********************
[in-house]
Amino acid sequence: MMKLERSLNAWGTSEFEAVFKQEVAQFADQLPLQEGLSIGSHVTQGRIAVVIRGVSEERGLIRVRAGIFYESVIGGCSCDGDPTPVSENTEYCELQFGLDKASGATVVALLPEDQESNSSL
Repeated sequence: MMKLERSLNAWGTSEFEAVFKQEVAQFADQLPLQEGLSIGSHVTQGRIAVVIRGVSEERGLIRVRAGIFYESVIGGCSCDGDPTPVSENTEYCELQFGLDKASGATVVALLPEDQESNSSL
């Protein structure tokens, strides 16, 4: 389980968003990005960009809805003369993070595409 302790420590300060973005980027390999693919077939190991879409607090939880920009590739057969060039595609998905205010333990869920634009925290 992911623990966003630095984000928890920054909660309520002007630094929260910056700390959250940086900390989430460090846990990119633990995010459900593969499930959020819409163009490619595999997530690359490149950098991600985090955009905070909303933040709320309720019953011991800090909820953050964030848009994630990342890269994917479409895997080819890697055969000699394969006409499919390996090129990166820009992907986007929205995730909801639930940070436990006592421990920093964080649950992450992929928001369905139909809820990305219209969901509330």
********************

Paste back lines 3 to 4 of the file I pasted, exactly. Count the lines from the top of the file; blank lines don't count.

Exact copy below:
Repeated sequence: MMKLERSLNAWGTSEFEAVFKQEVAQFADQLPLQEGLSIGSHVTQGRIAVVIRGVSEERGLIRVRAGIFYESVIGGCSCDGDPTPVSENTEYCELQFGLDKASGATVVALLPEDQESNSSL
């Protein structure tokens, strides 16, 4: 389980968003990005960009809805003369993070595409 302790420590300060973005980027390999693919077939190991879409607090939880920009590739057969060039595609998905205010333990869920634009925290 992911623990966003630095984000928890920054909660309520002007630094929260910056700390959250940086900390989430460090846990990119633990995010459900593969499930959020819409163009490619595999997530690359490149950098991600985090955009905070909303933040709320309720019953011991800090909820953050964030848009994630990342890269994917479409895997080819890697055969000699394969006409499919390996090129990166820009992907986007929205995730909801639930940070436990006592421990920093964080649950992450992929928001369905139909809820990305219209969901509330």